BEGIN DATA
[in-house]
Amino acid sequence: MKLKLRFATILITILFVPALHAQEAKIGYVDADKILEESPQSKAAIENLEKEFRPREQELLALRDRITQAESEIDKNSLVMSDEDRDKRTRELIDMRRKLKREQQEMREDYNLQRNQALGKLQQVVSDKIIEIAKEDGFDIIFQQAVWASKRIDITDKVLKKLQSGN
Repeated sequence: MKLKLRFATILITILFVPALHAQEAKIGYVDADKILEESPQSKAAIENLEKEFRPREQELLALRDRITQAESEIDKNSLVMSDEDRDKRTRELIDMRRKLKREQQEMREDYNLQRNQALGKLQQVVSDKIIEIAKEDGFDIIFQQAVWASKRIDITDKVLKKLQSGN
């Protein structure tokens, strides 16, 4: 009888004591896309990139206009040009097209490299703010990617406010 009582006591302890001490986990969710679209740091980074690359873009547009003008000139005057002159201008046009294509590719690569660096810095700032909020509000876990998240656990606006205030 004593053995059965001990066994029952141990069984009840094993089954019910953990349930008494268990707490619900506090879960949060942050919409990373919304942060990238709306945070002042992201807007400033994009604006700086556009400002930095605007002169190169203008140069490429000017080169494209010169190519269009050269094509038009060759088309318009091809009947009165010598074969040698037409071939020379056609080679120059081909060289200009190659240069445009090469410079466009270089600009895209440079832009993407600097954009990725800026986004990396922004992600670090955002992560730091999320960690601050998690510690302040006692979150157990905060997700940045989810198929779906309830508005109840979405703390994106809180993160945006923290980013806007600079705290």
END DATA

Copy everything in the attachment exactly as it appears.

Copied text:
[in-house]
Amino acid sequence: MKLKLRFATILITILFVPALHAQEAKIGYVDADKILEESPQSKAAIENLEKEFRPREQELLALRDRITQAESEIDKNSLVMSDEDRDKRTRELIDMRRKLKREQQEMREDYNLQRNQALGKLQQVVSDKIIEIAKEDGFDIIFQQAVWASKRIDITDKVLKKLQSGN
Repeated sequence: MKLKLRFATILITILFVPALHAQEAKIGYVDADKILEESPQSKAAIENLEKEFRPREQELLALRDRITQAESEIDKNSLVMSDEDRDKRTRELIDMRRKLKREQQEMREDYNLQRNQALGKLQQVVSDKIIEIAKEDGFDIIFQQAVWASKRIDITDKVLKKLQSGN
């Protein structure tokens, strides 16, 4: 009888004591896309990139206009040009097209490299703010990617406010 009582006591302890001490986990969710679209740091980074690359873009547009003008000139005057002159201008046009294509590719690569660096810095700032909020509000876990998240656990606006205030 004593053995059965001990066994029952141990069984009840094993089954019910953990349930008494268990707490619900506090879960949060942050919409990373919304942060990238709306945070002042992201807007400033994009604006700086556009400002930095605007002169190169203008140069490429000017080169494209010169190519269009050269094509038009060759088309318009091809009947009165010598074969040698037409071939020379056609080679120059081909060289200009190659240069445009090469410079466009270089600009895209440079832009993407600097954009990725800026986004990396922004992600670090955002992560730091999320960690601050998690510690302040006692979150157990905060997700940045989810198929779906309830508005109840979405703390994106809180993160945006923290980013806007600079705290």